Tag Archives: prophets

Holy Prophet Micah

In the Liturgy of the Latin Church the the holy prophets are not recalled except that the Roman Martyrology remembers. The Eastern Churches have the prophets on their liturgical calendar and commemorated in the Liturgy. I find it important to remember in the sacred Liturgy the prophets because they are a distinct part of our biblical history and literature, our moral thinking and acting, our spiritual and liturgical lives. Today, is the memorial of the famous holy prophet, Micah (even if commemorated with our Eastern brethren).

Micah prophesied between 750 and 687 bc. He was a contemporary of Amos and Isaiah. Micah’s words were an indictment against the rich, the avaricious money lenders, swindling merchants, families divided by rivalry, and all petty tyrants and bureaucrats, whether dressed as judges or rulers, priests or prophets. They were the very antithesis of the divine ideal he preached, namely, “to deal justly, to love tenderly, and to walk humbly with God.”

Failure to do these things, Micah warned, will bring punishment. He specified the destruction of Samaria and the fall of Jerusalem, but he also held out a hope for the faithful remnant. He described the birth of a peaceful king who will pasture the flock of the Lord. Micah foretold that this event would take place in Bethlehem of Ephratah, which was known as “the least of the clans of Judah.” (NS)

St Amos

14 Bible Historiale, The Call of Amos Artwork: Amos as shepherd Artist: UNKNOWN; Illustrator of Petrus Comestor’s ‘Bible Historiale’, France, 1372 Date: 1372 Technique: Miniature Location: Museum Meermanno Westreenianum, The Hague Notes: From Petrus Comestor’s “Bible Historiale” (manuscript “Den Haag, MMW, 10 B 23”). According to Museum Meermanno’s database, the picture depicts Joel. We do not know about Joel’s earlier profession, and it seems more probable that the picture depicts Amos. Subject: The Call of Amos Hosts: Museum Meermanno and Koninklijke Bibliotheek, The Hague: Interactive Presentation of Handwritings [IMAGE]

The Novus Ordo Liturgy does not liturgically commemorate OT prophets but the older form of the Mass does, as well as the Byzantine Liturgy. The Roman Martyrology lists Amos as the first saint of the list for March 31: “At Thecua, in Palestine, the holy prophet Amos, whom the priest Amasias frequently scourged, and whose temples Ozias, that priest’s son, pierced with an iron spike. Being carried half dead to his native place, he expired there and was buried with his forefathers” (Roman Martyrology).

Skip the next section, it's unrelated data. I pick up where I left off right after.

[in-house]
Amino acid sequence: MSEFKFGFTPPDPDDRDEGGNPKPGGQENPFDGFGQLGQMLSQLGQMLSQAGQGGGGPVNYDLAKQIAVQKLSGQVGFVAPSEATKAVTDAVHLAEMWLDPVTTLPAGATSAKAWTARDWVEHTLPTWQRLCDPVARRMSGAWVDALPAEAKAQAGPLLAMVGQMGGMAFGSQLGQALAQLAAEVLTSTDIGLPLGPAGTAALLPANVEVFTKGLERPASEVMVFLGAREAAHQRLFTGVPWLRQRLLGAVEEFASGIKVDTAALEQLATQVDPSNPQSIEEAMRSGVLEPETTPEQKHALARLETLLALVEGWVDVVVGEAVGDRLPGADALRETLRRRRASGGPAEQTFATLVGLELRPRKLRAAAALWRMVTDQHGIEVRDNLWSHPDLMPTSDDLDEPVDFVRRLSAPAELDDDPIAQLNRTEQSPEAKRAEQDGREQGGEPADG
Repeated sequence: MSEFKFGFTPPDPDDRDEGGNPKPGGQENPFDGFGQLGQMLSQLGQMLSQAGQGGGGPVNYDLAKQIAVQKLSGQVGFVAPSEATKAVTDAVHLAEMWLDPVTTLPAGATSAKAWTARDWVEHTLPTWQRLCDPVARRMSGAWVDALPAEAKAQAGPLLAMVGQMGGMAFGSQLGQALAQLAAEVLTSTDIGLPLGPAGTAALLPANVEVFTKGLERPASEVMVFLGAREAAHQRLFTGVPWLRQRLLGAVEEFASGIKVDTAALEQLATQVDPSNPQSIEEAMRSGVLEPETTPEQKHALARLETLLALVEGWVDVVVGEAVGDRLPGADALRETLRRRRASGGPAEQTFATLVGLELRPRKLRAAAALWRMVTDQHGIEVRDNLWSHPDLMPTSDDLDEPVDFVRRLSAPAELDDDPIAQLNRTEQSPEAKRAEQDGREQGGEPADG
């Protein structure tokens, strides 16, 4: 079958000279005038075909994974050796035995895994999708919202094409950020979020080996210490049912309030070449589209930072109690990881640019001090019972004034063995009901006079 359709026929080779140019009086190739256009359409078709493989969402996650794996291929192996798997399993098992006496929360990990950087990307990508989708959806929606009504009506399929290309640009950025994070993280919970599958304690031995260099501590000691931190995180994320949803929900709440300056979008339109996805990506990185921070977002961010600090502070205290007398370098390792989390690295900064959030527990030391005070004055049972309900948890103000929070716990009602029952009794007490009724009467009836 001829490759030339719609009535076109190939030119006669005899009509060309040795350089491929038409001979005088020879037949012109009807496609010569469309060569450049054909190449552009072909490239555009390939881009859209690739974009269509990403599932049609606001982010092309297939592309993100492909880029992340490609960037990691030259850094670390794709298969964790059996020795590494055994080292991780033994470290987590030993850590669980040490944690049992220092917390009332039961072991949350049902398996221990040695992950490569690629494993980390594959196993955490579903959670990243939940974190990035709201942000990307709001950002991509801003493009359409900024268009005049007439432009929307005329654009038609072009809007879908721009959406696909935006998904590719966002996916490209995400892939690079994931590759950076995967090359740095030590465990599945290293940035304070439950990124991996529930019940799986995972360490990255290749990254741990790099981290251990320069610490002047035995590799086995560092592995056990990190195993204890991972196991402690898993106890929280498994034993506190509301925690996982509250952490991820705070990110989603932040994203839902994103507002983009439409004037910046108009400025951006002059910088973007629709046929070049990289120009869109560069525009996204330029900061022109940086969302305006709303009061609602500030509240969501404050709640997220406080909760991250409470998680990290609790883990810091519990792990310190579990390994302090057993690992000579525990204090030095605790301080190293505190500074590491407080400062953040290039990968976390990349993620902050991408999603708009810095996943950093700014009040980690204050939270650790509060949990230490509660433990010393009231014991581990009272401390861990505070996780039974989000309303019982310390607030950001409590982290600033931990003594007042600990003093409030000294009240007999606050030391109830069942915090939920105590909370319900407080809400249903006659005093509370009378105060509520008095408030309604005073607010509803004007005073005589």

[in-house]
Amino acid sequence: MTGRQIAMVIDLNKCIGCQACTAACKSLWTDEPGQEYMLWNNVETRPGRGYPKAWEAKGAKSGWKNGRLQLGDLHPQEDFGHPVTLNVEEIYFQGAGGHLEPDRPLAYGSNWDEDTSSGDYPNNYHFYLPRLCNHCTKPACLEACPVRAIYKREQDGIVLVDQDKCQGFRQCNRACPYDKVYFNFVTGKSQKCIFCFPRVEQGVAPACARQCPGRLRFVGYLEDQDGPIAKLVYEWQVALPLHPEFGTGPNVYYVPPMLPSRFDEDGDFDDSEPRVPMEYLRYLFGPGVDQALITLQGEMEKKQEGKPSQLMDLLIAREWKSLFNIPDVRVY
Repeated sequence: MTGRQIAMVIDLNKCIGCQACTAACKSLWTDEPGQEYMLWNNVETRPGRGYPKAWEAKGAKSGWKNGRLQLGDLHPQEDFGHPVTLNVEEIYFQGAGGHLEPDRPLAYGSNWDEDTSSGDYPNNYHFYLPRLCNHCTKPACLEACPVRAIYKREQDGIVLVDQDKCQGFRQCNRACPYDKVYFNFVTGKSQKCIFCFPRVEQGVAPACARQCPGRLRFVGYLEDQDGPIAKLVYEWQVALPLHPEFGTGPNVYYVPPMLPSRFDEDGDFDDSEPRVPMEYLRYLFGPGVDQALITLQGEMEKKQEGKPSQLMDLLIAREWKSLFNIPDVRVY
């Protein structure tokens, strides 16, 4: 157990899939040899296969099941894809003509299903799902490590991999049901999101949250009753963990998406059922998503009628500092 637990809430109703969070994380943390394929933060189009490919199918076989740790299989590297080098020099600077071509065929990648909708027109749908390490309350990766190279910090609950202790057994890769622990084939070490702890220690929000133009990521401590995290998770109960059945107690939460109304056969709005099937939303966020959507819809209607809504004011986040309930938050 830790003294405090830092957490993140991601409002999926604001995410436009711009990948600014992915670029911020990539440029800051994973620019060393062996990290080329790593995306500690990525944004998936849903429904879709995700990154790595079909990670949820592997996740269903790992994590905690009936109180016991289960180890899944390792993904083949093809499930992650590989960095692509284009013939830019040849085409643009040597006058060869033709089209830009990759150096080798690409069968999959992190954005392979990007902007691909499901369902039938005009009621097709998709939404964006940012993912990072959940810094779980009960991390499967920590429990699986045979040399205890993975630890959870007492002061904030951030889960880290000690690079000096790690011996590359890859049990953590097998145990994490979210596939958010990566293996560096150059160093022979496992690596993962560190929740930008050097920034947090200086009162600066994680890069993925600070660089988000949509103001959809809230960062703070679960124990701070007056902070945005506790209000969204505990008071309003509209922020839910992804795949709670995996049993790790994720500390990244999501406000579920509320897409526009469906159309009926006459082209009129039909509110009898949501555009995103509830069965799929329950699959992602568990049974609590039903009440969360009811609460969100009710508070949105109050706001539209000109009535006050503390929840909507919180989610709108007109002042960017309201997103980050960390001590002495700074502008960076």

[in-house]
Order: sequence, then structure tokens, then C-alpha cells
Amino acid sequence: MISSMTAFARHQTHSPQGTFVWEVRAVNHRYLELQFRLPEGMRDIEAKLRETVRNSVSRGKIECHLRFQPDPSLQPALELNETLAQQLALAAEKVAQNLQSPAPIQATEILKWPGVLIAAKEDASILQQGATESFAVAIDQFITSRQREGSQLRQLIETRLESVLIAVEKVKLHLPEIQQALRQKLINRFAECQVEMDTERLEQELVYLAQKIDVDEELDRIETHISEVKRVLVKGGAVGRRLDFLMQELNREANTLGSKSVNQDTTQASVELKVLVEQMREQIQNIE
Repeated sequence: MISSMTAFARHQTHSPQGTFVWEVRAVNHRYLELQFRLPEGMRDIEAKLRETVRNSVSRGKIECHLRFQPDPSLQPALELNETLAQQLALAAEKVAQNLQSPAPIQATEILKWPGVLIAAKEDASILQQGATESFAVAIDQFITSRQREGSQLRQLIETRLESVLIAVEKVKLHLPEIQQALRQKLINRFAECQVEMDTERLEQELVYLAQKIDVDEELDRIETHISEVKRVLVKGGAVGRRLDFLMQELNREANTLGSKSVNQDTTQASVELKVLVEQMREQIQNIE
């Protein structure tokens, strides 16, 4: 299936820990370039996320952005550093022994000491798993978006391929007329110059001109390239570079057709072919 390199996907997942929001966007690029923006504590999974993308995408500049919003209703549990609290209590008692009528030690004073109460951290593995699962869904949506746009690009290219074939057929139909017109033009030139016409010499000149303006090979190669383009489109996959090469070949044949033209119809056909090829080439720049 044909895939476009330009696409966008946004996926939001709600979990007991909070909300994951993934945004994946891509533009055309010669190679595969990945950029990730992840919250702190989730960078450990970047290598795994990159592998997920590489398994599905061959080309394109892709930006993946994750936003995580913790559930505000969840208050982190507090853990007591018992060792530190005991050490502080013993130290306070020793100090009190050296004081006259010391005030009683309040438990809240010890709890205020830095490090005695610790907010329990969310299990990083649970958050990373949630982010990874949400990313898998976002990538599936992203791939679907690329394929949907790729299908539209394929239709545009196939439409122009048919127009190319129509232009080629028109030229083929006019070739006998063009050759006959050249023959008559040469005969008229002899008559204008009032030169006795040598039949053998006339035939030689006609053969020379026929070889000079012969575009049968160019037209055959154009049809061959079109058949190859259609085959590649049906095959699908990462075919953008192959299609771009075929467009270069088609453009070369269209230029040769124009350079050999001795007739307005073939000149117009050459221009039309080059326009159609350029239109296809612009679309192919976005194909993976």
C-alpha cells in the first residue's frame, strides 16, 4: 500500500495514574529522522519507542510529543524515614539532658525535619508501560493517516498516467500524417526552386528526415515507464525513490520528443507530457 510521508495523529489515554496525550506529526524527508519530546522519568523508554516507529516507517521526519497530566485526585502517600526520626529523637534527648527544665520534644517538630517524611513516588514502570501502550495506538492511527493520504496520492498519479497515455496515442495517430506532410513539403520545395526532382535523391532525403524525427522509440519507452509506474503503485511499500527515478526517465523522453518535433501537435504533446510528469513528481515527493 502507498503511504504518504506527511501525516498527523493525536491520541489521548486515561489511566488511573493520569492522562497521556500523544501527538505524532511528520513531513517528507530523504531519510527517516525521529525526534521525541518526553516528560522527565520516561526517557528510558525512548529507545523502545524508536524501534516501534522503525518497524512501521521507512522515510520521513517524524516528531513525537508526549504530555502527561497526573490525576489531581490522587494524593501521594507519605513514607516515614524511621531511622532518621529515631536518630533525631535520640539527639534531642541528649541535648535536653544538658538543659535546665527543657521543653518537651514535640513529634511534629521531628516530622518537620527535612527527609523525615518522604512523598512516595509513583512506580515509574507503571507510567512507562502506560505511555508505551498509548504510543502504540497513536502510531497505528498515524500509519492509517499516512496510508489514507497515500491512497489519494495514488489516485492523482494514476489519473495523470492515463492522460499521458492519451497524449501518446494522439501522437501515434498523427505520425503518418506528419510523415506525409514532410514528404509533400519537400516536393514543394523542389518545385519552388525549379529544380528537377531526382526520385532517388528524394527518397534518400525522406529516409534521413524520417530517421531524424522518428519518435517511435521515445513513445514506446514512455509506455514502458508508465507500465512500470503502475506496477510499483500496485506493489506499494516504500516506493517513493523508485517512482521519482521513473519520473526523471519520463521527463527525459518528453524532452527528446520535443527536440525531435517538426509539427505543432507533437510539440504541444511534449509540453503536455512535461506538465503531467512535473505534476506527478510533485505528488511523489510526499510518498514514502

As you know, the Book of Amos is one of the twelve minor prophets. The name Amos means “Burden” in Hebrew. Amos’ biography says that he lived in the 700s B.C. during the reigns of King Uzziah of Judah and King Jeroboam II of Israel, that he was a contemporary of the holy prophet Jonah, and he exercised his prophetic ministry prior to God’s call of Isaiah.

The prophetic book reveals that Amos was a herdsman and dresser of sycamore trees. The Holy Prophet Amos calls for the restoration of Israel under the Messianic Dynasty of King David rejecting Israel’s grievous immorality and the warning of God’s wrath.

St Amos, pray for us as we make our way through Lent shedding sin and asking for God’s grace.

Saint Joshua

St JoshuaThe Roman Martyrology offers us the commemoration of the holy Joshua (Jesus), son of Nun, servant of the Lord. It is he who, having had hands laid on him by Moses, became full of the spirit of wisdom. After the death of Moses, he led the people of Israel across the Jordan River, accompanied by many miracles, into the Promised Land.

Even though the Roman Martyrology has OT holy men and women noted for liturgical remembrance, the current liturgical calendar does not have them listed. Hence, I like to draw our attention to these types of commemorations.

Blessed feast!

Saint Nahum, prophet

ThNahume Catholic Church honors the Old Testament prophets on canon of saints, they’re listed in the Martyrologium Romanum. Today, the Church liturgical recalls Saint Nahum, the prophet:

Commemoratio sancti Nahum, prophetae, qui Deum praedicavit cursum temporum regentem et populos in iustitia iudicantem.

“The memorial of St. Nahum, the prophet, who preached that God was ruling the path of time and was judging the peoples in justice.”

Have you read from the book of Nahum? Do you know where it is in the Bible? It is between Micah and Habakkuk. He is one of the 12 minor prophets in sacred Scripture. The prophetic message uttered by Nahum differs from other prophets in that he does not issue a call to repentance, nor does he denounce Israel for infidelity to God. Some scholars take Nahum’s work as history.

Historically, there is not much documentation on the Prophet Nahum. His name means “God consoles.” We know that he was from the town Alqosh (what is likely now Galillee) living close to the end of the Assyrian reign. Nahum warns Ninevah of its destruction (612 BC).

Some members of the Church ask Saint Nahum to intercede on behalf of those with mental disorders. The Latin, Byzantine and Armenian Churches honor Nahum on different days.

About the author

Paul A. Zalonski is from New Haven, CT. He is a member of the Fraternity of Communion and Liberation, a Catholic ecclesial movement, and an Oblate of Saint Benedict. Contact Paul at paulzalonski[at]yahoo.com.
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